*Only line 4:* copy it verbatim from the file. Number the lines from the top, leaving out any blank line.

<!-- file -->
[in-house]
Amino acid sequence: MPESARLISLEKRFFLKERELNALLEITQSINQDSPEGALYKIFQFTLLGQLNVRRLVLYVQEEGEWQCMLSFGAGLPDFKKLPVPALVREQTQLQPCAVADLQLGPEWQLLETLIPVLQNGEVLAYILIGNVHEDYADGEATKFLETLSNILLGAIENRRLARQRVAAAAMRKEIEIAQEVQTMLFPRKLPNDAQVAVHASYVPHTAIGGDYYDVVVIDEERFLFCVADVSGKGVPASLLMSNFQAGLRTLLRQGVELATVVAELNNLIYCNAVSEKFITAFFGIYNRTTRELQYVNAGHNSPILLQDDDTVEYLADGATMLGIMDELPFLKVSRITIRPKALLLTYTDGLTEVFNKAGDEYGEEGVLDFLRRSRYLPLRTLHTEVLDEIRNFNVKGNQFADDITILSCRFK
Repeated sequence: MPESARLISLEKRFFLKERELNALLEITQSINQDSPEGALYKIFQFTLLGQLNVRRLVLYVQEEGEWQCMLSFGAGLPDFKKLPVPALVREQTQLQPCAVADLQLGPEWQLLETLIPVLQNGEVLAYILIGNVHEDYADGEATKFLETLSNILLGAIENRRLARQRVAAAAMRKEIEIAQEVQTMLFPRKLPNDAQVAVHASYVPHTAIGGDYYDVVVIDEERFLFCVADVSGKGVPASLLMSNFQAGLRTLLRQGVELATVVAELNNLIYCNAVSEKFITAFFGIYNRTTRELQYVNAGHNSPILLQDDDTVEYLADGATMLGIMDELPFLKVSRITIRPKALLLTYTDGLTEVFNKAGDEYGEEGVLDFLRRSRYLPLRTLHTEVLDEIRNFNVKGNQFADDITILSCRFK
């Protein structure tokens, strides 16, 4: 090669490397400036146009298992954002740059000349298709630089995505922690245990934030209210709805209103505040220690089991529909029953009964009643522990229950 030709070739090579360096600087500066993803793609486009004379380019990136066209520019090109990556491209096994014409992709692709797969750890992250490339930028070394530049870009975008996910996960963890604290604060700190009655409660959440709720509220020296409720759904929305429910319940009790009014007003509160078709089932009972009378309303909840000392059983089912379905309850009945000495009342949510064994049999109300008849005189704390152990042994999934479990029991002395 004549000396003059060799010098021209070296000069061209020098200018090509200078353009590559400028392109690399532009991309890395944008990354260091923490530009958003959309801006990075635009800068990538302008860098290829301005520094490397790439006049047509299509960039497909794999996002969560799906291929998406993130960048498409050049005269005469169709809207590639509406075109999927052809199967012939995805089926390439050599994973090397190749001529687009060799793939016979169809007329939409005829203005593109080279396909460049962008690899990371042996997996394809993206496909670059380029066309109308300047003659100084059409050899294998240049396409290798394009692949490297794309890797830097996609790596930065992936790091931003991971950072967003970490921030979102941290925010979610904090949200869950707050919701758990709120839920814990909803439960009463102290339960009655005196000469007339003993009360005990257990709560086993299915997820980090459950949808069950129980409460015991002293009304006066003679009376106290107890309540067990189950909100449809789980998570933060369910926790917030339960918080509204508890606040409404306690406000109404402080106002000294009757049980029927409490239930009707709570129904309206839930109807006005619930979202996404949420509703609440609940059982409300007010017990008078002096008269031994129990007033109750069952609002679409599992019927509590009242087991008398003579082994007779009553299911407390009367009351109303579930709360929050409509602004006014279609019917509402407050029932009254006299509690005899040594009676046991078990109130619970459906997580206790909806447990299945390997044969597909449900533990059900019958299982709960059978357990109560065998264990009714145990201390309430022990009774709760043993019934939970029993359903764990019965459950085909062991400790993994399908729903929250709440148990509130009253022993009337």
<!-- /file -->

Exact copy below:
């Protein structure tokens, strides 16, 4: 090669490397400036146009298992954002740059000349298709630089995505922690245990934030209210709805209103505040220690089991529909029953009964009643522990229950 030709070739090579360096600087500066993803793609486009004379380019990136066209520019090109990556491209096994014409992709692709797969750890992250490339930028070394530049870009975008996910996960963890604290604060700190009655409660959440709720509220020296409720759904929305429910319940009790009014007003509160078709089932009972009378309303909840000392059983089912379905309850009945000495009342949510064994049999109300008849005189704390152990042994999934479990029991002395 004549000396003059060799010098021209070296000069061209020098200018090509200078353009590559400028392109690399532009991309890395944008990354260091923490530009958003959309801006990075635009800068990538302008860098290829301005520094490397790439006049047509299509960039497909794999996002969560799906291929998406993130960048498409050049005269005469169709809207590639509406075109999927052809199967012939995805089926390439050599994973090397190749001529687009060799793939016979169809007329939409005829203005593109080279396909460049962008690899990371042996997996394809993206496909670059380029066309109308300047003659100084059409050899294998240049396409290798394009692949490297794309890797830097996609790596930065992936790091931003991971950072967003970490921030979102941290925010979610904090949200869950707050919701758990709120839920814990909803439960009463102290339960009655005196000469007339003993009360005990257990709560086993299915997820980090459950949808069950129980409460015991002293009304006066003679009376106290107890309540067990189950909100449809789980998570933060369910926790917030339960918080509204508890606040409404306690406000109404402080106002000294009757049980029927409490239930009707709570129904309206839930109807006005619930979202996404949420509703609440609940059982409300007010017990008078002096008269031994129990007033109750069952609002679409599992019927509590009242087991008398003579082994007779009553299911407390009367009351109303579930709360929050409509602004006014279609019917509402407050029932009254006299509690005899040594009676046991078990109130619970459906997580206790909806447990299945390997044969597909449900533990059900019958299982709960059978357990109560065998264990009714145990201390309430022990009774709760043993019934939970029993359903764990019965459950085909062991400790993994399908729903929250709440148990509130009253022993009337």